Theories and methods for the academic study of religious traditions. Open only to junior and senior majors and minors.
RLST 4970. Majors Colloquium. LOWE (T 12:10-1:00)
“Majors Colloquium” is designed to initiate the student into the full range of professional activities in the study of religion. Students will learn to deliver both written and oral reviews of published works, hone research skills and field methods, explore practical issues of preparing a paper for publication as an article, and extend the skills of the formal study of religion to various forms of cultural production, such as film, visual art, music, and web-based activities. The content of this course will vary from term to term. May be repeated for credit twice for a total of 3 credit hours. Open only to majors.
HIST 1760. History of Christian Traditions. PRICE (MWF 9:10-10:00) - HCA
Origins to the present. Jewish origins, formation of a Catholic tradition, church-state relations, and the social and cultural contexts of changing Christian beliefs and practices.
ARA 1101. Elementary Arabic. HAMAD (MTWRF 8:10-9:00) (MTWRF 9:10-10:00)
(MTWRF 11:10-12:00) EIDO – INT
Arabic is one of the most widely spoken languages in the world and one of the official languages of the United Nations. It's the vehicle of a great civilization that embodies thousands of years of heritage and has contributed significantly to the Renaissance. This course aims at providing you with a solid background in all four skills, i.e., listening, speaking, reading, and writing in Arabic. It seeks to establish a useful vocabulary base that you can use to converse at the elementary level, and to familiarize you with the basic structure of the Arabic sentence. It also introduces you to the fundamentals of Arabic grammar to produce simple Arabic sentences and sustain conversation orally, and to produce sentences and paragraphs in writing within the range of vocabulary and grammar taught. Understanding some cultural facets of the Arab world is an important component of the course. Five contact hour per week and individual work in the language laboratory. Students with prior Arabic experience will have to take a placement test. No exceptions.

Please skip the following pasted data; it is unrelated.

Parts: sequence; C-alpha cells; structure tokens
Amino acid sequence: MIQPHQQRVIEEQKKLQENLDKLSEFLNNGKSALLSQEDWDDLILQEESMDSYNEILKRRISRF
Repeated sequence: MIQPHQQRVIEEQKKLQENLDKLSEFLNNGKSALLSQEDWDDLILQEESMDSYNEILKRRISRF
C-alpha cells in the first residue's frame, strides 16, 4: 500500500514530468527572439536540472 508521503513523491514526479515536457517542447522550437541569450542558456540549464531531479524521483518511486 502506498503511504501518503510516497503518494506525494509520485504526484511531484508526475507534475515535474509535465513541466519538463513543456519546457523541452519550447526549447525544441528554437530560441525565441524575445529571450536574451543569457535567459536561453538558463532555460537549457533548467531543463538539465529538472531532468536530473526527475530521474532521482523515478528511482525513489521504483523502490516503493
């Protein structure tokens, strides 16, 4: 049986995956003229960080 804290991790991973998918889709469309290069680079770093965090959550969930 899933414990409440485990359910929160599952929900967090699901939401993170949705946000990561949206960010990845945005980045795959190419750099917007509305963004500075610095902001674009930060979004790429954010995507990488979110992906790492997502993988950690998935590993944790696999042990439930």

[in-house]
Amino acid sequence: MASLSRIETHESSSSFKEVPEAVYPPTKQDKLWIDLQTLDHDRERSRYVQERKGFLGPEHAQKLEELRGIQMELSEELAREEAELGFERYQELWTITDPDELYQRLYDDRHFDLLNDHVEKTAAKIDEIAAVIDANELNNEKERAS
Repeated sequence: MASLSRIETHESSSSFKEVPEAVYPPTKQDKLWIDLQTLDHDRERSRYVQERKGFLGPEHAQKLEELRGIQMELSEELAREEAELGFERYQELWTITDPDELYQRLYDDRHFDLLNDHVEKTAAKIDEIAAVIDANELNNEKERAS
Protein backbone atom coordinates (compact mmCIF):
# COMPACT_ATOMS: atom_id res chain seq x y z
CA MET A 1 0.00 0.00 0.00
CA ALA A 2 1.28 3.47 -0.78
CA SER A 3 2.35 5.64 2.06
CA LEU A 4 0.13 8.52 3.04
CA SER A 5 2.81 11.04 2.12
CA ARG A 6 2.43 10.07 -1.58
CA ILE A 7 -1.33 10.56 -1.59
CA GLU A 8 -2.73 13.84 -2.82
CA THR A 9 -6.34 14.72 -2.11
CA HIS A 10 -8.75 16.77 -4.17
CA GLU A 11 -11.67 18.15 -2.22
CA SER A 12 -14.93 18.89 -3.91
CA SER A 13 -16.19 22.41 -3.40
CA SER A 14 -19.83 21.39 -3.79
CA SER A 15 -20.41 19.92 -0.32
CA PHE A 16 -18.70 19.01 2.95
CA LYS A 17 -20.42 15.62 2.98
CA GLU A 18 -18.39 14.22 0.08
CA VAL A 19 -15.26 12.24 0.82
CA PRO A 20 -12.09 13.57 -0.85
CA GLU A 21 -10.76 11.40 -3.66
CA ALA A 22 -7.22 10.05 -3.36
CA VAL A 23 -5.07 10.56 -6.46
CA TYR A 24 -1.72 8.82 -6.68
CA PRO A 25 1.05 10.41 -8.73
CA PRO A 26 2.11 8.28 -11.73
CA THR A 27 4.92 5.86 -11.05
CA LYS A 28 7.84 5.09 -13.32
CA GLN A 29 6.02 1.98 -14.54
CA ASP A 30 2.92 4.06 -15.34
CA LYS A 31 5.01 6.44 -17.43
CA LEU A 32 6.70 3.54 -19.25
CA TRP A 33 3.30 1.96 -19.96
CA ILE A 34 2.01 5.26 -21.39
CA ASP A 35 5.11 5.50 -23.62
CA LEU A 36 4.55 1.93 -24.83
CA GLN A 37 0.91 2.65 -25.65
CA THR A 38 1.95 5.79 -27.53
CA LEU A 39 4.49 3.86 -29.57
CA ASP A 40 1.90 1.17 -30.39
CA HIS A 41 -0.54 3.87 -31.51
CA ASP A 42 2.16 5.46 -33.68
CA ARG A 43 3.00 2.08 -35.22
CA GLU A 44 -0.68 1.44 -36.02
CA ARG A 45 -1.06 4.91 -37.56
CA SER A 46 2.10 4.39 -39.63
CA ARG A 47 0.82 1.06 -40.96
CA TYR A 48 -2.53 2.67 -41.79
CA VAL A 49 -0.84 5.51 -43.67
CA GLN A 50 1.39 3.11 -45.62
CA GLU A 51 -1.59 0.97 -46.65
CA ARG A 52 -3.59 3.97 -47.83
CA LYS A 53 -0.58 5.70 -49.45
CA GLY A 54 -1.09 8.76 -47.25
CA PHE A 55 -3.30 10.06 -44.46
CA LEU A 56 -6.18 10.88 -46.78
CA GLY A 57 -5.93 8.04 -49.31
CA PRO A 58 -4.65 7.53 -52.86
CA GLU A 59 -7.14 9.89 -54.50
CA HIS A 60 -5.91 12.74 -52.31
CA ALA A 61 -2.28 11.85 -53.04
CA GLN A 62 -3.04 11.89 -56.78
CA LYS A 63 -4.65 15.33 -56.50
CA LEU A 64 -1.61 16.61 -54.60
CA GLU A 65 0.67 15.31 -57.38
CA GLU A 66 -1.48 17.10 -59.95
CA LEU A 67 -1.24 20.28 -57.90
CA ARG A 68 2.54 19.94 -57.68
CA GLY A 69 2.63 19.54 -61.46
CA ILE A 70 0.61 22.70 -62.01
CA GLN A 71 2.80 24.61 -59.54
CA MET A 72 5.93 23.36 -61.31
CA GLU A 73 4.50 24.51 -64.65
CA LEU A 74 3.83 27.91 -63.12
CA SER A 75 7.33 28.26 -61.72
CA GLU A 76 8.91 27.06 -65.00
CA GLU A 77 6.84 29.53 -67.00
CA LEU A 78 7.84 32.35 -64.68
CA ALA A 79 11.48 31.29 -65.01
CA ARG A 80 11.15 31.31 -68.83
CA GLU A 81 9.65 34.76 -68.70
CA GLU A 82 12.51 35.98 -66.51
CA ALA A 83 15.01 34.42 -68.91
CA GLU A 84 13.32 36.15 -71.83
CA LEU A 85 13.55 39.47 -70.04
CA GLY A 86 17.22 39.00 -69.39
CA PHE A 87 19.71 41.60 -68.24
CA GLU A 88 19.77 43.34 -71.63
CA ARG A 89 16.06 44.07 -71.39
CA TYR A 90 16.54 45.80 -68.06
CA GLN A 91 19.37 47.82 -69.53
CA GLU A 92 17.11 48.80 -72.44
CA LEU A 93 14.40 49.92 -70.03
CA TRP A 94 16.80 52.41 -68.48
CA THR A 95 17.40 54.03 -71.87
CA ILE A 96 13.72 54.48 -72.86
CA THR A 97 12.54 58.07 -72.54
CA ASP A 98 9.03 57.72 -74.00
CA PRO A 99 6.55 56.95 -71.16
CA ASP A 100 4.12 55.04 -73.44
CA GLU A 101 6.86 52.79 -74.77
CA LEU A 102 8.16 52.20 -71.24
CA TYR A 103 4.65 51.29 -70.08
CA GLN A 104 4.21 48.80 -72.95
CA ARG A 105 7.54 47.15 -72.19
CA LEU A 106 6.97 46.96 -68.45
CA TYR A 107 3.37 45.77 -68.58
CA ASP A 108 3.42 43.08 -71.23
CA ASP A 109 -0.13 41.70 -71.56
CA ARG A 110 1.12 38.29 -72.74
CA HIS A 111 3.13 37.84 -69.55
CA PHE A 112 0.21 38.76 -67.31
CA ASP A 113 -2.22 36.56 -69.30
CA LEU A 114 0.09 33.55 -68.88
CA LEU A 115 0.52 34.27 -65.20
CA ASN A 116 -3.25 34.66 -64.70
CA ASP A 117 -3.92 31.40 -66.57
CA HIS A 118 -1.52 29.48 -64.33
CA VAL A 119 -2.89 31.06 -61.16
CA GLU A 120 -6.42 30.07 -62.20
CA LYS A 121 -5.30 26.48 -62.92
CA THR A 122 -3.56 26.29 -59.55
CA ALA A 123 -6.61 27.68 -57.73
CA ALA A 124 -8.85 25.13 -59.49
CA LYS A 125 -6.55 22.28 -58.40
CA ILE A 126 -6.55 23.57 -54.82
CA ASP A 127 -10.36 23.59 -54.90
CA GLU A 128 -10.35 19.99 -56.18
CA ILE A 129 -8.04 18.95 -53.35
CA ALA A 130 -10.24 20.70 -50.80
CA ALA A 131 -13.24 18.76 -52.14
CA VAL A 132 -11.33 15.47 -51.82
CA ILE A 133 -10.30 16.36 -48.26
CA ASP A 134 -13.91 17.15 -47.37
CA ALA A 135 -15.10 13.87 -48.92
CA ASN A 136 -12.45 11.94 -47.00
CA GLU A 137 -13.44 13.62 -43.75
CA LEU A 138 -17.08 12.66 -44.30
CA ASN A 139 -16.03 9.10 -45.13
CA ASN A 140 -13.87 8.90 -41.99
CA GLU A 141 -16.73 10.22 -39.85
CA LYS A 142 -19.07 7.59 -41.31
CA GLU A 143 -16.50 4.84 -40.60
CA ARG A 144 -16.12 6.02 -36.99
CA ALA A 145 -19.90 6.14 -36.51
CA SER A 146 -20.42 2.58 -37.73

ARA 2201. Intermediate Arabic. HAMAD (TR 11:00-12:15) – INT
In this course, you will continue to practice and develop all of the four language skills that are appropriate to this level, through an extensive use of the target language itself. Intensive work on vocabulary acquisition to facilitate speaking, reading comprehension, and writing skills, by learning it in the contexts of more complex structures of the Arabic sentence, will be at the core of the course. Greater emphasis will also be placed on understanding various aspects of Arabic culture that will prepare students wishing to visit or re-visit the Arab world and survive its culture-shock.
ARA 3101. Advanced Arabic. EIDO (TR 1:10-2:25) – INT
This course offers an overview of the target language in its Modern Standard and Classical Arabic manifestations. Of all four skills that you have developed thus far, speaking and reading are emphasized. The spoken form of the language used to develop your speaking ability and bring it to an advanced-superior level is that used by highly-educated speakers of Arabic. Grammar is learned through the reading of authentic texts and in its proper context, while literary techniques and observations are highlighted to aid you in understanding and analyzing similar materials. Prerequisite: 2 years of Arabic at Vanderbilt (or its equivalent elsewhere) or approval by instructor.
ARA 3301/ ARA5501. Arabic of the Qur'an and Other Classical Texts. EIDO (MW 1:10-2:25) – INT
[Formerly ARA 250] Syntactical and morphological features of Classical Arabic. Differences and similarities with Modern Standard Arabic in vocabulary usage, semantic extensions, and context. Vocabulary borrowing. Texts drawn from the Qur'an, Hadith, and Sira (biographical) literature. Prerequisite: 2201.